However, just as you can’t keep applying the same strategies and expect different results, especially in a field as dynamic as content creation, you can’t just be in perpetual learning mode without applying what you’ve learned. Otherwise, you’re just hoarding knowledge without any real-world impact.
Building in public as a catalyst for growth
Aprilynne’s journey has been boosted by her willingness to be transparent online. She shares, “When I first delved into the world of Twitter, I was clueless. I wasn’t quite sure how to navigate the platform or how to engage with others effectively. But instead of giving up, I decided to document my learning process. And as I hit certain milestones and celebrated my successes, something unexpected happened. People started following me because they were also trying to learn how to use Twitter.”
In the process, she found that sharing her insights and experiences was incredibly helpful to others. “My Twitter account became like a public diary where I tried out different strategies and shared my triumphs and struggles. And what I found was that people particularly enjoyed my success threads, where I detailed how I achieved certain milestones on the platform,” she added.
Beyond success on Twitter, Aprilynne has been invited to give guest lectures on YouTube and has even been paid $1,000 for a one-hour workshop. When she was unsure how much to charge for sponsorships on her YouTube channel, she asked for advice online and met her now real-life partner in the process.
“It’s hard to believe that just by sharing my experiences online, I’ve forged meaningful connections and partnerships that have enriched my life in so many ways. I never could have imagined that simply sharing my journey could lead to such incredible things.”
Overall, sharing online has truly been a game-changer for Aprilynne. “It’s like your transparency acts as a magnet, attracting the right opportunities and people into your life. You’re not just sharing for the sake of sharing; you’re providing value, insights, and even a sense of community for people who are on similar journeys. That’s powerful.”
A five-step plan for fellow creator-educators
With her new (and former) niche, Aprilynne falls squarely into the creator-educator camp, and she shared some advice for fellow creators. So to conclude, here’s a five-step plan for anyone looking to share their expertise, according to Aprilynne.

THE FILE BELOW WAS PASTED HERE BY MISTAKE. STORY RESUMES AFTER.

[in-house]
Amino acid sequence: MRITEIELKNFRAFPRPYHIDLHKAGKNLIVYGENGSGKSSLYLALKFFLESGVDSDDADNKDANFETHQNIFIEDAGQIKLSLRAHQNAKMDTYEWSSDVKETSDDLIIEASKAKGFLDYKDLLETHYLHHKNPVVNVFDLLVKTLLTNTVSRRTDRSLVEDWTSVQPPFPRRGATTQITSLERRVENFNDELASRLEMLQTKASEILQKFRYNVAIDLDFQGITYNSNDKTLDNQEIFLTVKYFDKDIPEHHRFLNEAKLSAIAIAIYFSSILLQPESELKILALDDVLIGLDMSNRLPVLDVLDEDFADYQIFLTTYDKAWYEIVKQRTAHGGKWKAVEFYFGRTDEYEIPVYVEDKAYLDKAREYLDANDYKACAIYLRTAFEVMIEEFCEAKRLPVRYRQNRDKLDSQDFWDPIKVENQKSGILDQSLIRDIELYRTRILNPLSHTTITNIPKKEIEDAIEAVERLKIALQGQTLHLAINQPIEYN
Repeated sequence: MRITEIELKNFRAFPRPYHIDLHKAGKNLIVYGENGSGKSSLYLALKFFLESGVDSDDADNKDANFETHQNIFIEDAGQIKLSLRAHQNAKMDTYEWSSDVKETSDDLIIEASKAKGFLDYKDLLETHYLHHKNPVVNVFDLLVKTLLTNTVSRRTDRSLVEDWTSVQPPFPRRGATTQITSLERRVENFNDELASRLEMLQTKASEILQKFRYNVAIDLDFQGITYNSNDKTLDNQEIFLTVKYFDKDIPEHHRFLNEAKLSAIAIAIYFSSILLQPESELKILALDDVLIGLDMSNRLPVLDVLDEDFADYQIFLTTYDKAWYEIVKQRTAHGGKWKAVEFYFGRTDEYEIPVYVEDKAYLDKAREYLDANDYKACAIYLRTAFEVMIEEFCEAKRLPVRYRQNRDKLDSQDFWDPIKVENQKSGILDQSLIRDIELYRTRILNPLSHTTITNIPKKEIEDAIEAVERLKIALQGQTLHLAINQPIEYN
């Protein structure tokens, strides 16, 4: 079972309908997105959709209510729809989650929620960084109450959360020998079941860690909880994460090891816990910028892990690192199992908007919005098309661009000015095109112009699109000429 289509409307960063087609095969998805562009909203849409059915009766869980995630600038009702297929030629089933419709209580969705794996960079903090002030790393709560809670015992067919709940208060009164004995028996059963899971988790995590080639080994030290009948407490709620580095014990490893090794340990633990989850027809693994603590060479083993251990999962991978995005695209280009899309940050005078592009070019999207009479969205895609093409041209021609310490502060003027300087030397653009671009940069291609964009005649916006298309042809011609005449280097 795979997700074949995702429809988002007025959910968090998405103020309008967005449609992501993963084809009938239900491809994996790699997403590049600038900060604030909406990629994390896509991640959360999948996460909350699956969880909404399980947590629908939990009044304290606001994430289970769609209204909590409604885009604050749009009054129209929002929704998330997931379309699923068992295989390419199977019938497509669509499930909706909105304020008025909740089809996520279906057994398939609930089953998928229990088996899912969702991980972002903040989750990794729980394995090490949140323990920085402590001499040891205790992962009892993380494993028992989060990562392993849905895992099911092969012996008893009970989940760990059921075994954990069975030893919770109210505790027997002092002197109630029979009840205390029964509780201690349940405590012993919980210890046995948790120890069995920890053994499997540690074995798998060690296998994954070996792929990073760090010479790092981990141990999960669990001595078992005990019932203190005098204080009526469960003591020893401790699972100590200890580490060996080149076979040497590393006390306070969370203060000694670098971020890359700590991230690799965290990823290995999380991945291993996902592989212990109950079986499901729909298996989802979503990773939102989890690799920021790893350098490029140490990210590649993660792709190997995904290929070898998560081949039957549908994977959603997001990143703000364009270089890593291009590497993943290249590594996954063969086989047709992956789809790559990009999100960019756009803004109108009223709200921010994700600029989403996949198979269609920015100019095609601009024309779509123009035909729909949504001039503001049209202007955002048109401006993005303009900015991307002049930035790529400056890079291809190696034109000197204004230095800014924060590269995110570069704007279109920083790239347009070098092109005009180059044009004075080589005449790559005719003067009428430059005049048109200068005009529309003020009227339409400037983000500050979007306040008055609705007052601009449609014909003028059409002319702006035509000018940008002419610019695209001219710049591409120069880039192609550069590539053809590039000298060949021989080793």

- Identify your niche: First off, you need to nail down your niche. Let’s say you’ve been in software development for a decade; your overall topic might be front-end development. But you must go deeper—what’s your unique angle or insight? This is crucial because the internet is flooded with information. Why should someone listen to you over anyone else? So, step one is to dig deep into that unique angle.
- Choose your platform: Next, decide which platform to focus on. Many new creators try to be everywhere—Twitter, YouTube, Instagram, TikTok—and it becomes overwhelming. You lose consistency, growth stalls, and you get discouraged. So, pick one platform to start with. Twitter and YouTube are my strong suits, so I can offer more specific advice there.
- Perform keyword research on YouTube: If you choose YouTube, start with keyword research. Use an incognito tab to see what auto-fills when you type your topic. This will give you an idea of what people are searching for. I use a Chrome extension called Tube Buddy to get keyword scores showing search volume and competition. You want high search volume and low competition.
- Engage authentically on Twitter: Start by following people in your niche, especially those with a smaller following. Engage with them authentically; you’re more likely to get a response. As you grow, level up who you’re following and engaging with. Spend most of your time commenting on other people’s tweets and the rest creating your content. Threads work well on Twitter.
- Commit to a time frame: Finally, come in with the expectation that you won’t get a lot of views or impressions at the start. Commit to a specific timeframe—six months or a year—and stick with it, even if you get discouraged.
Whether you’re a software developer with a decade of experience or someone just starting out, these steps can help you build a platform that shares your unique insights and genuinely helps people.